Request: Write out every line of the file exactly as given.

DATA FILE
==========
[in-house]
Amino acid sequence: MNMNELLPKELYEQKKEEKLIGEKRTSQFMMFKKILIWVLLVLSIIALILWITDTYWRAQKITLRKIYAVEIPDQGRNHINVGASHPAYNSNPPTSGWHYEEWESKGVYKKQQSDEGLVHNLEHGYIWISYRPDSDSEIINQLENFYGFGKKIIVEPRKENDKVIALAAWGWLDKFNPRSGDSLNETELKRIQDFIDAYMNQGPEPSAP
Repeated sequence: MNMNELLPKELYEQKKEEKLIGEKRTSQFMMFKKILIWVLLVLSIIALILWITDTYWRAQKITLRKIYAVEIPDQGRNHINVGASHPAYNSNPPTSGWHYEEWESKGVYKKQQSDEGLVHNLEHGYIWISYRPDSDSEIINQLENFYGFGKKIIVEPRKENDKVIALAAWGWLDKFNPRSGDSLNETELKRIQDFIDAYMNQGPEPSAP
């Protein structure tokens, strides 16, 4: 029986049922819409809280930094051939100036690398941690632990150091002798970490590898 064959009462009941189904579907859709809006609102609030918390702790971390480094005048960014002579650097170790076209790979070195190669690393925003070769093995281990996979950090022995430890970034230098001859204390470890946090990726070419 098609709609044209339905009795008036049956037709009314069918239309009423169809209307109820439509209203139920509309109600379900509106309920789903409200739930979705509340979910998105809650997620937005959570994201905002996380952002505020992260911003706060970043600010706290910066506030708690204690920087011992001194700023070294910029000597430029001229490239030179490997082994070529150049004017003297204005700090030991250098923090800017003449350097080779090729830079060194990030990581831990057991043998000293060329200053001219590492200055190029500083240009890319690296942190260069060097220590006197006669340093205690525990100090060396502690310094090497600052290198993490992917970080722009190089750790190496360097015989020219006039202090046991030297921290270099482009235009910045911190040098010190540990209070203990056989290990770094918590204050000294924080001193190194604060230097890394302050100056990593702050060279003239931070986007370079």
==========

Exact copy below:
[in-house]
Amino acid sequence: MNMNELLPKELYEQKKEEKLIGEKRTSQFMMFKKILIWVLLVLSIIALILWITDTYWRAQKITLRKIYAVEIPDQGRNHINVGASHPAYNSNPPTSGWHYEEWESKGVYKKQQSDEGLVHNLEHGYIWISYRPDSDSEIINQLENFYGFGKKIIVEPRKENDKVIALAAWGWLDKFNPRSGDSLNETELKRIQDFIDAYMNQGPEPSAP
Repeated sequence: MNMNELLPKELYEQKKEEKLIGEKRTSQFMMFKKILIWVLLVLSIIALILWITDTYWRAQKITLRKIYAVEIPDQGRNHINVGASHPAYNSNPPTSGWHYEEWESKGVYKKQQSDEGLVHNLEHGYIWISYRPDSDSEIINQLENFYGFGKKIIVEPRKENDKVIALAAWGWLDKFNPRSGDSLNETELKRIQDFIDAYMNQGPEPSAP
């Protein structure tokens, strides 16, 4: 029986049922819409809280930094051939100036690398941690632990150091002798970490590898 064959009462009941189904579907859709809006609102609030918390702790971390480094005048960014002579650097170790076209790979070195190669690393925003070769093995281990996979950090022995430890970034230098001859204390470890946090990726070419 098609709609044209339905009795008036049956037709009314069918239309009423169809209307109820439509209203139920509309109600379900509106309920789903409200739930979705509340979910998105809650997620937005959570994201905002996380952002505020992260911003706060970043600010706290910066506030708690204690920087011992001194700023070294910029000597430029001229490239030179490997082994070529150049004017003297204005700090030991250098923090800017003449350097080779090729830079060194990030990581831990057991043998000293060329200053001219590492200055190029500083240009890319690296942190260069060097220590006197006669340093205690525990100090060396502690310094090497600052290198993490992917970080722009190089750790190496360097015989020219006039202090046991030297921290270099482009235009910045911190040098010190540990209070203990056989290990770094918590204050000294924080001193190194604060230097890394302050100056990593702050060279003239931070986007370079």